9. Top of Mind. The more exposure that you have, the more easily other media companies can find you
  10. Published copies; don't ask the journalist for a free copy - go out and buy copies of the publication or call their office to order copies
  11. Prepare PR materials to suit the media in which it will be used before you get the call. Prepare a CD media package with background on the company, good photography of key personnel, short briefs about key members of the organisation, stock video footage, copies of your annual report etc to hand out to journalists
  12. Ensure your PR materials are freshened up each year. If you re-brand, redo your PR materials as part of that process
  13. Research new target media organisations. If you plan on pitching to a new media group, research it first by reading, listening to or watching their publications. The better you understand the organisation, the more likely you are to create a great media angle for them
  14. Thank the journalist. All people enjoy a pat on the back for a good job. And to be remembered even more, put your appreciation in writing to their manager or editor
Just remember that by putting effort into developing media relationships, you’ll increase your chances of current and future public relations success.
Good luck!

Creating Your Own "e-cards"

If you want to create your own jpg file that can be emailed to everyone, you need the following;
  1. Software. I created my Christmas jpg using "MS Publisher" and then "Paintshop Pro". You could also use PowerPoint. You will generally need both a publication software and an image manipulating software (or you will need something like PageMaker or Quark Express where you can create a jpg as well as doing the layout). You need something where you can enter text and manipulate easily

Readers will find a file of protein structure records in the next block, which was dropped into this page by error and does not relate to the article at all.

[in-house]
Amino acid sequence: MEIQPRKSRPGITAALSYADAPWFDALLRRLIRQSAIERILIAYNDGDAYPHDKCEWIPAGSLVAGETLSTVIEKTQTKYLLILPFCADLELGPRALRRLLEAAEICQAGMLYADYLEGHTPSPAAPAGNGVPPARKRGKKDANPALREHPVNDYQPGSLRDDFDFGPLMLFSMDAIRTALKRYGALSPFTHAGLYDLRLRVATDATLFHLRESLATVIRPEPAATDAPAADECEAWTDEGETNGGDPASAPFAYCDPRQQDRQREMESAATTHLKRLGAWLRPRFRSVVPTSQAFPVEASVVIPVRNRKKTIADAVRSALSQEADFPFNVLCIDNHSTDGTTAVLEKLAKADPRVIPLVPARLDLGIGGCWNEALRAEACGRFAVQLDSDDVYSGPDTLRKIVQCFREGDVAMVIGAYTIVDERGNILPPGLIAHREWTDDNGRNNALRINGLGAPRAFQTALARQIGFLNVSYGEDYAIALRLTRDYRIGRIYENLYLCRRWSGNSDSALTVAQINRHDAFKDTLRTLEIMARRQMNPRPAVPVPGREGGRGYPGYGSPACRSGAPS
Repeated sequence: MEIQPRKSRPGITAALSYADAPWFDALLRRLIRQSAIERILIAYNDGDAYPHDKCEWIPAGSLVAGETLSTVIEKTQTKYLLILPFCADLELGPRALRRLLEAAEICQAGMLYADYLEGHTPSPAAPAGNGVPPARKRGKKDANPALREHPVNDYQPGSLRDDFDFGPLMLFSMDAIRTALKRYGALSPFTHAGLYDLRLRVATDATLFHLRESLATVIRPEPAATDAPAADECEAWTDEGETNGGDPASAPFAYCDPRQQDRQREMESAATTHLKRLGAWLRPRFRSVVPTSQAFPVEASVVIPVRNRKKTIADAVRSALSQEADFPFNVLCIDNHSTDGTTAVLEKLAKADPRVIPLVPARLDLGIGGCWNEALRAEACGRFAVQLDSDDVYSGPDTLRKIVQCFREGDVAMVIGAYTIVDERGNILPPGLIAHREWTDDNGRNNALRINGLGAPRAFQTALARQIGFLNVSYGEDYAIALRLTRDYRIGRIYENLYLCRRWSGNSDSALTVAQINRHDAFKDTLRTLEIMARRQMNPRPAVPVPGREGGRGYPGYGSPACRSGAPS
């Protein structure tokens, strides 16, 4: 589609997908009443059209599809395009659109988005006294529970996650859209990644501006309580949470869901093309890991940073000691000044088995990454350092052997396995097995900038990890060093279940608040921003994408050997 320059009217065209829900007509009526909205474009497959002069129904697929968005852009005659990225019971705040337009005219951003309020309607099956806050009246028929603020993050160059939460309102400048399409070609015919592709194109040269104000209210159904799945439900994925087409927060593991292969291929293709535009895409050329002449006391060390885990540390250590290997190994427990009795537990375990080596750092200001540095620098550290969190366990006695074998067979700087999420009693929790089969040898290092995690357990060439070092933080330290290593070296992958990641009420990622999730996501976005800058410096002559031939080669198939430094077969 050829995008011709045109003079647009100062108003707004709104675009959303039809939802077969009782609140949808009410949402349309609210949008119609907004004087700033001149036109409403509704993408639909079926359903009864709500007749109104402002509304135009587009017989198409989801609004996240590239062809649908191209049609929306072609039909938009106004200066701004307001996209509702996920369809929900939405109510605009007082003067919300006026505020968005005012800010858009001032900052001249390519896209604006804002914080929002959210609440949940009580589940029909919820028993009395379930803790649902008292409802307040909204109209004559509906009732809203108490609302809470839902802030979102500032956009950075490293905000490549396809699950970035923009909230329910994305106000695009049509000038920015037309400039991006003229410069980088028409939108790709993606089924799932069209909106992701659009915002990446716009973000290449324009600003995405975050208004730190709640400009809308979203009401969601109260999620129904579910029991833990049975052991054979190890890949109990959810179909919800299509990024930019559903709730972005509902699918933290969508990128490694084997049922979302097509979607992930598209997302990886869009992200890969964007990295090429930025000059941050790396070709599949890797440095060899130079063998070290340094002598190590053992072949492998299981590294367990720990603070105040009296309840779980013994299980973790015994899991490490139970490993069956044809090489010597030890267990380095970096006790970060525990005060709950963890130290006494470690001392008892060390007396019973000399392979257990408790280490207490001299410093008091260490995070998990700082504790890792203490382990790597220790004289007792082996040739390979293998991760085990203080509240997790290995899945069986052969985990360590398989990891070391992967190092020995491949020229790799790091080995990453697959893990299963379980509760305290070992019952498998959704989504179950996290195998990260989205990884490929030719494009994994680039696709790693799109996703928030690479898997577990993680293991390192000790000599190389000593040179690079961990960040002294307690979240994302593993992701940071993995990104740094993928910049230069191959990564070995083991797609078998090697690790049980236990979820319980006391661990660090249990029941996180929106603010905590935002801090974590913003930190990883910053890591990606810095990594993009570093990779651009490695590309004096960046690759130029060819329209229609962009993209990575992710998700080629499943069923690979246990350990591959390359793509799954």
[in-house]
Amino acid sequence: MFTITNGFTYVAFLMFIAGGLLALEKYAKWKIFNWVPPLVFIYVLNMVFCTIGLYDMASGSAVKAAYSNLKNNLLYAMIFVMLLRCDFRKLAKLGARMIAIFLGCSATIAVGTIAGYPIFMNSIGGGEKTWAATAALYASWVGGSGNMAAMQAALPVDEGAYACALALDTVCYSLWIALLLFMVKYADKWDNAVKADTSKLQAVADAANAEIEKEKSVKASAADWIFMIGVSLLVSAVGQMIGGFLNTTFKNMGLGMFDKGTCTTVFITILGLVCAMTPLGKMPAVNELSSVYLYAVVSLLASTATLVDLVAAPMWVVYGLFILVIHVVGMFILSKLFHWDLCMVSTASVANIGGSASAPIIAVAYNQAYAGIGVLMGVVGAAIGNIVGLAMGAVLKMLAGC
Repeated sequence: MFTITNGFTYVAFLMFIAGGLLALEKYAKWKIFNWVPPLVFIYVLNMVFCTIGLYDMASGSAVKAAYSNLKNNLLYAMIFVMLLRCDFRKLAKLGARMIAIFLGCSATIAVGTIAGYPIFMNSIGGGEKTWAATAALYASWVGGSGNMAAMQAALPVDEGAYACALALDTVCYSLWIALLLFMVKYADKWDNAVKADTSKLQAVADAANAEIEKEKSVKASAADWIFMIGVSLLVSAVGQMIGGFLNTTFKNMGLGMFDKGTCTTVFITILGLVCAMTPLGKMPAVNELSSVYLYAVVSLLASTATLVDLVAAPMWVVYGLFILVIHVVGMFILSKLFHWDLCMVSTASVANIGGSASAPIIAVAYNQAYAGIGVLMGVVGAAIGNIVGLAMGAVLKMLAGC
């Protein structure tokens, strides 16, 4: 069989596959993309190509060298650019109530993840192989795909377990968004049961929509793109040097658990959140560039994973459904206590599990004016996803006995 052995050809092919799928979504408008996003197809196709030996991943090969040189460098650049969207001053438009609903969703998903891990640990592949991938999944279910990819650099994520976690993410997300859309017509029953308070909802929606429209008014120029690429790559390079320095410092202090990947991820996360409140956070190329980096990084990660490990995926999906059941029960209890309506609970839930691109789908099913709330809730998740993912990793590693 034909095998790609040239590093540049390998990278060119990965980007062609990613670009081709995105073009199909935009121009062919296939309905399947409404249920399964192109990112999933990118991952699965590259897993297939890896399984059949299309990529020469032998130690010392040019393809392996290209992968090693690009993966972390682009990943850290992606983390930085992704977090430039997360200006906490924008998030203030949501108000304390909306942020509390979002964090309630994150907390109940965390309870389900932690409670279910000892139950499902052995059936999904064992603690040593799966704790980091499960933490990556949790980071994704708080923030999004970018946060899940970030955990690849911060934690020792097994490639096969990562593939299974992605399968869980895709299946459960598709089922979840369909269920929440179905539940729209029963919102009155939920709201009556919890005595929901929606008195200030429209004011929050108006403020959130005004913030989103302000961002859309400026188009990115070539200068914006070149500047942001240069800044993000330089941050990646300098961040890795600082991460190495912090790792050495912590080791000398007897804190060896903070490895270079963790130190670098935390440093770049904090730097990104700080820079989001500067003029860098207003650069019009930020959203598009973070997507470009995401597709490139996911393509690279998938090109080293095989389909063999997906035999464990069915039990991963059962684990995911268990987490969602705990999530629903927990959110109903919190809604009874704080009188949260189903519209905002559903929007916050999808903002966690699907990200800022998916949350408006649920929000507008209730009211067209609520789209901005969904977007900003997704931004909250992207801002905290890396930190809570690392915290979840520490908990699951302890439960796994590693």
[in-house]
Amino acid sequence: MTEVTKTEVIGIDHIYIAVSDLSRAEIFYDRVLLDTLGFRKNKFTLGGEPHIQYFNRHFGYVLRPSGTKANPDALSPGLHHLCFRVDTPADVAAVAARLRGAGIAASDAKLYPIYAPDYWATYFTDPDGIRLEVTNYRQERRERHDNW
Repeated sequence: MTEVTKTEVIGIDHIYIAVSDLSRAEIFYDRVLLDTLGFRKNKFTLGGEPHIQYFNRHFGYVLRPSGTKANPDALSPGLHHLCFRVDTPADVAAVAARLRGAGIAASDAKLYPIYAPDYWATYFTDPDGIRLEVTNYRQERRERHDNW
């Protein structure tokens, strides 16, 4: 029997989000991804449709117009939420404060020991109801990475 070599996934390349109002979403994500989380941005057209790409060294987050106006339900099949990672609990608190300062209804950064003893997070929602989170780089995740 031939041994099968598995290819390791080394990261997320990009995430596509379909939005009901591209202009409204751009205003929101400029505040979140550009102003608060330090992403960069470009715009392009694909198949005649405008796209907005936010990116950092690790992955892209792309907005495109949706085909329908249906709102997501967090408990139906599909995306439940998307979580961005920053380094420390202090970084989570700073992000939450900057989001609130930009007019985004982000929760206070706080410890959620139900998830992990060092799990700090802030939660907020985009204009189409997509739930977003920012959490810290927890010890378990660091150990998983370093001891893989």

2. Design. Do your layout, but follow the rules of good design; keep it relatively simple, uncluttered and easy to read
  3. Format. Copy your layout into your graphics software (eg Paintshop Pro) and save as a .jpg. Make sure your file is not too big - resize until you get the file size well under 1/2 a meg (<500Kb)
  4. Send. Write your email, attach your jpg to it and send to your mail group
If you can't get your hands on the design software, you could go to one of those websites where you can select a free X-mas card & mail the link to people; such as

TLAs for SMEs

Here are this newsletter's TLAs for you;
  • CMOS, Complementary Metal-Oxide Semiconductor. The technology used in transistors for most of today's computer microchips; CMOS transistors use almost no power when not needed.
  • BEDO DRAM, Burst Extended Data Output Dynamic Random Access Memory. Relatively recent technology, sending data back to the PC from one read operation at the same time it is reading in the address of the next data to be sent and able to send the data back in three successive clock cycles without clock coordination.
Please feel free to email me with any TLAs that you want to get the bottom (meaning!) of.

Short+Hot Keys... and now tips
All the Function keys for you again, but this time we are back-spacing or space-barring as well - all you can do with Alt and backspace or spacebar;
  • Access "To insert the default value for a field" Ctrl, Alt & Space 
  • Excel "To restore the window to its previous size and location. " Alt & Space, then R 
  • Excel "To enlarge the Help window to fill the screen" Alt & Space, then X 
  • Access, Excel, Outlook, PowerPoint, Publisher, Windows, Word, "Display the active window title bar menu." Alt & Space 
  • Word, Outlook, Access "Undo" Alt & Backspace 
  • Word, FrontPage "Redo" Alt, Shift & Backspace
Hot Linx
Want some light and entertaining articles? Then check out - a Kiwi company who also has tech toys for sale at 
Bored? Want some serious brain-teasers at your PC? Then try this site, that has a real way with words, at  
For those of you who aren't German (ie Germans wear socks and sandals because it is impolite otherwise), take a cringe-worthy trip to this website and click the ensemble you feel most appalled by at
Buying texts or books internationally? Then while you are checking out Amazon, run a simultaneous order through Barnes & Noble. You may be surprised at the cost differences.

                                Catch you again soon!! E-mail your suggestions to me here